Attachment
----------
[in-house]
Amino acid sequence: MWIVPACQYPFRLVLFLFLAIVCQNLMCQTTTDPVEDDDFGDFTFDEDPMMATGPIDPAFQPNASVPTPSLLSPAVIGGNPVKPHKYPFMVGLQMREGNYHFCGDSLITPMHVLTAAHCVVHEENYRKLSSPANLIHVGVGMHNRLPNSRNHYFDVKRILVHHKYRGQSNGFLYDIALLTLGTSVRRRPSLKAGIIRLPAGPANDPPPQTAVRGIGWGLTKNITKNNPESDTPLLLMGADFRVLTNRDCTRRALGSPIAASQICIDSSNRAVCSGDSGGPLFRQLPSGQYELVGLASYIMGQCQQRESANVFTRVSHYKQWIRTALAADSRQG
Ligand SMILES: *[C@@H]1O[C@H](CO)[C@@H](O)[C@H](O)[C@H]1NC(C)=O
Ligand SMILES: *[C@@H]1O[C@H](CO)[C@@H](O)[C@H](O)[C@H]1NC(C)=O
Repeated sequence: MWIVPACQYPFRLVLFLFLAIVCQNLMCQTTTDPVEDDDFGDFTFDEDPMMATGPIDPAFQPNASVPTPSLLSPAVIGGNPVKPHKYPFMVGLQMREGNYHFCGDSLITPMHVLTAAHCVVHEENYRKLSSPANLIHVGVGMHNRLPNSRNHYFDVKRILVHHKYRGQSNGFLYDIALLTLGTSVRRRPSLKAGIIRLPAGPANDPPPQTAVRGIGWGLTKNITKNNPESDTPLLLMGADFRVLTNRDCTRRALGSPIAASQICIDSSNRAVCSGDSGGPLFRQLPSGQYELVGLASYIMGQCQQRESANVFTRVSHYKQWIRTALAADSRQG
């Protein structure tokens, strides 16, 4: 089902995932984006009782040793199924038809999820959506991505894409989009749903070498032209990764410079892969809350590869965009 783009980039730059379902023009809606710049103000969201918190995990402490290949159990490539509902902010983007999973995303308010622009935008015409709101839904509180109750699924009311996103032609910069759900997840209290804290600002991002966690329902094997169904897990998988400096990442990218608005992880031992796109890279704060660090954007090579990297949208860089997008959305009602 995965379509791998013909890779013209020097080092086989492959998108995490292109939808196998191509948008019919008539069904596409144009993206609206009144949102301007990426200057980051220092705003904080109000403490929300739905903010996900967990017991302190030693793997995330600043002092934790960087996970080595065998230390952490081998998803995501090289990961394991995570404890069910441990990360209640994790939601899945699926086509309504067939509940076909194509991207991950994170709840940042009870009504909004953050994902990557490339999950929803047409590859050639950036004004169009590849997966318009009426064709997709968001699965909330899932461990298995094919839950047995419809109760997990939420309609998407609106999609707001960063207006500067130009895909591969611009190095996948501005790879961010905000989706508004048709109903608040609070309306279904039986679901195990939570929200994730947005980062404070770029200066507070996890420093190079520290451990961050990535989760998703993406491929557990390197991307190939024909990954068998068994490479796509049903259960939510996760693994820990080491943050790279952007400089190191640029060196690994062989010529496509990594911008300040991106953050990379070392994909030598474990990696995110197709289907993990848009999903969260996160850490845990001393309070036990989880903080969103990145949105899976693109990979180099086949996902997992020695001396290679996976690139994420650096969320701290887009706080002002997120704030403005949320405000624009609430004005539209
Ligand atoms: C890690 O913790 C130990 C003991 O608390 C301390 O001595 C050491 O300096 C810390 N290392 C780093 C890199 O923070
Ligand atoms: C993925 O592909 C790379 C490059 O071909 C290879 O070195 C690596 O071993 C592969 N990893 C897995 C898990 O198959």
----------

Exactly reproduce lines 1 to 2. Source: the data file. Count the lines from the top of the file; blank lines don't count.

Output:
[in-house]
Amino acid sequence: MWIVPACQYPFRLVLFLFLAIVCQNLMCQTTTDPVEDDDFGDFTFDEDPMMATGPIDPAFQPNASVPTPSLLSPAVIGGNPVKPHKYPFMVGLQMREGNYHFCGDSLITPMHVLTAAHCVVHEENYRKLSSPANLIHVGVGMHNRLPNSRNHYFDVKRILVHHKYRGQSNGFLYDIALLTLGTSVRRRPSLKAGIIRLPAGPANDPPPQTAVRGIGWGLTKNITKNNPESDTPLLLMGADFRVLTNRDCTRRALGSPIAASQICIDSSNRAVCSGDSGGPLFRQLPSGQYELVGLASYIMGQCQQRESANVFTRVSHYKQWIRTALAADSRQG